On Roving, Writing, Reading, Teaching, and Navigating Worlds: Nkiacha Atemnkeng Interviews Téa Obreht
Wandering appeals to me enormously. I find it to be regenerative and creatively enriching. Like everything, however, it has its downsides. Belonging somewhere takes time. Forming a community takes time. Wandering can make you an outsider to certain kinds of knowledge—which can be tricky for writing. A lot of my work tends to focus on displaced people, or passers-through, people trying to make sense of settings to which they are fundamentally outsiders, and I suspect this is tied to my own experience of the world.
Singing Karaoke Only I Can Hear the Music To*: An Interview with Giancarlo DiTrapano
For a book publisher like Gian—a purveyor of trade make-believe—labeling “narrative” senseless is a paradoxical statement. Like, would Magellan have said it’s silly that water keeps his ship afloat? Gotta believe in the craft that carries you along the medium, don’t you?
Reality Check: An Interview with Digital Publications Editor Jordan Castro
Jordan Castro is the Online Editor for the Tyrant Books magazine and author of the novel The Novelist, forthcoming from Soft Skull Press this year. In true Tyrant fashion, Castro is straightforward, cutting, and a little sarcastic. In this interview, Castro touches on the realities of online publishing and his work with Tyrant.
Texas State Has an Evening with Poet Forrest Gander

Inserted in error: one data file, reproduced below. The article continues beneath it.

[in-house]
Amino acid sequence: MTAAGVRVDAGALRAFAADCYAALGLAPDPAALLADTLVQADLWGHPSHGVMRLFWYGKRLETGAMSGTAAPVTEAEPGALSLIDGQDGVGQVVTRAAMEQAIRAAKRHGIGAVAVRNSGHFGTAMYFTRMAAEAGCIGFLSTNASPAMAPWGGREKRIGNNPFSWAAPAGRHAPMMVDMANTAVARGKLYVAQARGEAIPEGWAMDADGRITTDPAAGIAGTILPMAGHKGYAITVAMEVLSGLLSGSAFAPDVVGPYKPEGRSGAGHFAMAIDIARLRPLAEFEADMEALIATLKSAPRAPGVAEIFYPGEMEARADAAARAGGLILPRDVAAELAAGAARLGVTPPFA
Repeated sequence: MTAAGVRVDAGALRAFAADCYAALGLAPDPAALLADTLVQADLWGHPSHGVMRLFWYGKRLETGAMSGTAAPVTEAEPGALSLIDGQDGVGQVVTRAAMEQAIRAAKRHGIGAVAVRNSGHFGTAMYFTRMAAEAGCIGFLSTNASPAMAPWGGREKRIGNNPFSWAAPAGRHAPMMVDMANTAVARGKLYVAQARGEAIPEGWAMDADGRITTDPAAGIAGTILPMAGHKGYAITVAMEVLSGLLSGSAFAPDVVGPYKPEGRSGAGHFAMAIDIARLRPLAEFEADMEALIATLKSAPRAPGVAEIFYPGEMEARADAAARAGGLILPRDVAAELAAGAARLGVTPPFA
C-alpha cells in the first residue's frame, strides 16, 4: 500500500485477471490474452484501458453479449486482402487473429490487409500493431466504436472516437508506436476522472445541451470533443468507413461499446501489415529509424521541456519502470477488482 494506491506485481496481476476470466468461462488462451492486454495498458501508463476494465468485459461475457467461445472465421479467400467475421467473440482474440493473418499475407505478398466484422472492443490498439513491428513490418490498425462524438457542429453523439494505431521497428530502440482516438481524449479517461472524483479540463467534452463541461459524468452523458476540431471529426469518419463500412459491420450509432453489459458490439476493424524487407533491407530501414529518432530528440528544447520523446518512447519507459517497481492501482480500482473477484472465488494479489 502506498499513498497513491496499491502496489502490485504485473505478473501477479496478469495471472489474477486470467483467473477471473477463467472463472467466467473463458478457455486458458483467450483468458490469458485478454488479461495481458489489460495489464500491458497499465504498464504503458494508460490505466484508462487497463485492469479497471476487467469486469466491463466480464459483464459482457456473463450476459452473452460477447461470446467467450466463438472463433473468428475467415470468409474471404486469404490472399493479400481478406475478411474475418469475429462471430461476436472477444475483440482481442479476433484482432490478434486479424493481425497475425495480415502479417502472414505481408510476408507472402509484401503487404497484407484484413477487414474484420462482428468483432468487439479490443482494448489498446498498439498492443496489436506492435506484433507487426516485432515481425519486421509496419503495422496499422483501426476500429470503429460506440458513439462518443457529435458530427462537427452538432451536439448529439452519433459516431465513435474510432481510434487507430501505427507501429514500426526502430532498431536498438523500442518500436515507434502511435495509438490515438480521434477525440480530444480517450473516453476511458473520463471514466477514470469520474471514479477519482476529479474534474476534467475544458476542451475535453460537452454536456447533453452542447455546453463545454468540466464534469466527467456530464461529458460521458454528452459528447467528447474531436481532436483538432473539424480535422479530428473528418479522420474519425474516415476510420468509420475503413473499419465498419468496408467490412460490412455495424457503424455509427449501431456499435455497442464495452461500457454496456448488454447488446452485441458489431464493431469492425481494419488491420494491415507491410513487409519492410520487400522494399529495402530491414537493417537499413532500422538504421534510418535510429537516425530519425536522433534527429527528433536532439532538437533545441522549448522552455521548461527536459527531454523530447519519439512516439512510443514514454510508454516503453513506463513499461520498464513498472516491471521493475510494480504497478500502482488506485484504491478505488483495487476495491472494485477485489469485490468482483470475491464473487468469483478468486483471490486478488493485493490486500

This fall, at Texas State University, I had the opportunity to sit down with Forrest [Gander] to talk about poetry, translation, and language. What transpired was an intimate discussion about experience, practice, recollection, and the impact of translated literature.
Mermaids, All Shapes and Sizes: An Interview with Jamie Kimmel Shelton
Jamie Kimmel Shelton’s mermaid statue, “Aqua Reina,” is a tribute to the San Marcos River and its diverse, delicate wildlife, complete with arms made of catfish and sunfish for cheeks.
Mermaid Spotlight: Angela Zumwalt
“I have been in love with all things mermaid since I was a very small child. My father and grandfathers were both ship captains and I spent a lot of time on and in the sea. My father passed away when I was young, and is buried at sea. The love of water and the myths and mysteries of the ocean he imparted to me stuck with me strongly through life.”
Head Above Water: How Four Texas Independent Bookstores Fared the Pandemic
Independent (or “indie”) bookstores are one of the many gems that emblazon and attract others to a community. Within their facets, they serve the local economy, bolster the small business industry, add flavor to a locality, and bring people together. Amidst the past year’s whirlwind of closures, layoffs, adjusted work environments, and various other impediments that affect how a community gathers and stays together, they thrived.
Playing at the Edge of Expectation: Mackenzie McGee on Entertainment, Absurdity, and Enjoying a Punch in the Gut
Mackenzie McGee has a habit of referring to her work in the first-person plural. Or so I gather when we meet to discuss McGee’s first “real” short story, to use her words: “Re: Frankie,” an epistolary fever dream of dystopian horror and e-harassment first published here in Porter House Review.